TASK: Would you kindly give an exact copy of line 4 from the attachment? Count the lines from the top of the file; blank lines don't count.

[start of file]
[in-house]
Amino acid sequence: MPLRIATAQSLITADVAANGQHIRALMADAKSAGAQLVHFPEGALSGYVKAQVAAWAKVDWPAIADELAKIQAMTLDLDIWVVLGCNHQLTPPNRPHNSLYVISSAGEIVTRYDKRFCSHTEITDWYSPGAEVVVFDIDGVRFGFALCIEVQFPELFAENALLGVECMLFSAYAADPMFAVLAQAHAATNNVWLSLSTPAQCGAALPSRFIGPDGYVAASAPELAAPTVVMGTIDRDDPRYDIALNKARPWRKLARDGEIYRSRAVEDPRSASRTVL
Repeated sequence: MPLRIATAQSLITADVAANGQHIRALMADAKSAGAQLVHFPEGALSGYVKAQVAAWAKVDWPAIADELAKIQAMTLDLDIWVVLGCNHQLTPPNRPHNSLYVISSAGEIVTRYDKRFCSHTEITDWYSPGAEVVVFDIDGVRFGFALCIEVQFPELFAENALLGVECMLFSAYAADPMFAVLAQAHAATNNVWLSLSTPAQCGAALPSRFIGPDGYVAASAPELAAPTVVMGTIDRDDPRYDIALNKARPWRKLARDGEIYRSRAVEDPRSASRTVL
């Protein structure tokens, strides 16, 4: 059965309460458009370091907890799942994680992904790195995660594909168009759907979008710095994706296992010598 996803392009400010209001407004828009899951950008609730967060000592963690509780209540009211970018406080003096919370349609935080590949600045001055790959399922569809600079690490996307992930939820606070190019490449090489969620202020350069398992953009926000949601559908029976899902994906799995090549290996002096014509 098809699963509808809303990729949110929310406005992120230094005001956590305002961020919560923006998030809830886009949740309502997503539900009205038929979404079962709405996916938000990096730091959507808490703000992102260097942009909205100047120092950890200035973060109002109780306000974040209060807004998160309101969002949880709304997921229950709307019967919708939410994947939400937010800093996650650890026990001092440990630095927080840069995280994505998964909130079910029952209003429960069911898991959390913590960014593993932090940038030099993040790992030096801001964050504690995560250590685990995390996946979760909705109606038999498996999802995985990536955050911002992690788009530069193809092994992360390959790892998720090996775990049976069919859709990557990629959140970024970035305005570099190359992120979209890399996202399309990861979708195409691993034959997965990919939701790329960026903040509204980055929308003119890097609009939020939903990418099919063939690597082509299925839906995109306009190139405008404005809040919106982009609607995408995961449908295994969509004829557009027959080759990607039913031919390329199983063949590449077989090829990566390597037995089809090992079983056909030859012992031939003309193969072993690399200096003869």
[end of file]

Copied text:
């Protein structure tokens, strides 16, 4: 059965309460458009370091907890799942994680992904790195995660594909168009759907979008710095994706296992010598 996803392009400010209001407004828009899951950008609730967060000592963690509780209540009211970018406080003096919370349609935080590949600045001055790959399922569809600079690490996307992930939820606070190019490449090489969620202020350069398992953009926000949601559908029976899902994906799995090549290996002096014509 098809699963509808809303990729949110929310406005992120230094005001956590305002961020919560923006998030809830886009949740309502997503539900009205038929979404079962709405996916938000990096730091959507808490703000992102260097942009909205100047120092950890200035973060109002109780306000974040209060807004998160309101969002949880709304997921229950709307019967919708939410994947939400937010800093996650650890026990001092440990630095927080840069995280994505998964909130079910029952209003429960069911898991959390913590960014593993932090940038030099993040790992030096801001964050504690995560250590685990995390996946979760909705109606038999498996999802995985990536955050911002992690788009530069193809092994992360390959790892998720090996775990049976069919859709990557990629959140970024970035305005570099190359992120979209890399996202399309990861979708195409691993034959997965990919939701790329960026903040509204980055929308003119890097609009939020939903990418099919063939690597082509299925839906995109306009190139405008404005809040919106982009609607995408995961449908295994969509004829557009027959080759990607039913031919390329199983063949590449077989090829990566390597037995089809090992079983056909030859012992031939003309193969072993690399200096003869």